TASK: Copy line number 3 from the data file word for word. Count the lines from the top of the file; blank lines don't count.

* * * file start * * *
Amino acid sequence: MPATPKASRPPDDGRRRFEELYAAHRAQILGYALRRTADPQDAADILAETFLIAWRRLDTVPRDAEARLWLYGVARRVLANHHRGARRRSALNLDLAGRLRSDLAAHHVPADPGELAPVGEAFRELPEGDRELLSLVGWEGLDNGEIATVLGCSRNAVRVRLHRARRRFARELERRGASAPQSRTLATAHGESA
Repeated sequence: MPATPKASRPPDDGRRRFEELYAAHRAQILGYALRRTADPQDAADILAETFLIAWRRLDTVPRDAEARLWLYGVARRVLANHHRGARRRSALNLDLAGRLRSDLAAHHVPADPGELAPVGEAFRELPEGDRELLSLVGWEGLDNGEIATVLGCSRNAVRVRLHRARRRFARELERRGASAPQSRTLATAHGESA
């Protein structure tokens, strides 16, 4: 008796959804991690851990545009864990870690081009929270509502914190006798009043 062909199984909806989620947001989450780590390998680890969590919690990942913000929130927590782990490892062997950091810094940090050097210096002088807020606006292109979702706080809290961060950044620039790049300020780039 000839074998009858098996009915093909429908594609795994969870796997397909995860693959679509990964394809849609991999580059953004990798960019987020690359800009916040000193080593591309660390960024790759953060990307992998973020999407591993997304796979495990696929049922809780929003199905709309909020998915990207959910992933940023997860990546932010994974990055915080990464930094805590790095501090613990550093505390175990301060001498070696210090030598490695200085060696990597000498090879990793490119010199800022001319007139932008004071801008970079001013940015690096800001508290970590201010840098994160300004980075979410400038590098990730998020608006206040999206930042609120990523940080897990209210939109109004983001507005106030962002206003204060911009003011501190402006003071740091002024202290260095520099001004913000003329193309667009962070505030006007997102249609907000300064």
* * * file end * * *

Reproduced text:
């Protein structure tokens, strides 16, 4: 008796959804991690851990545009864990870690081009929270509502914190006798009043 062909199984909806989620947001989450780590390998680890969590919690990942913000929130927590782990490892062997950091810094940090050097210096002088807020606006292109979702706080809290961060950044620039790049300020780039 000839074998009858098996009915093909429908594609795994969870796997397909995860693959679509990964394809849609991999580059953004990798960019987020690359800009916040000193080593591309660390960024790759953060990307992998973020999407591993997304796979495990696929049922809780929003199905709309909020998915990207959910992933940023997860990546932010994974990055915080990464930094805590790095501090613990550093505390175990301060001498070696210090030598490695200085060696990597000498090879990793490119010199800022001319007139932008004071801008970079001013940015690096800001508290970590201010840098994160300004980075979410400038590098990730998020608006206040999206930042609120990523940080897990209210939109109004983001507005106030962002206003204060911009003011501190402006003071740091002024202290260095520099001004913000003329193309667009962070505030006007997102249609907000300064």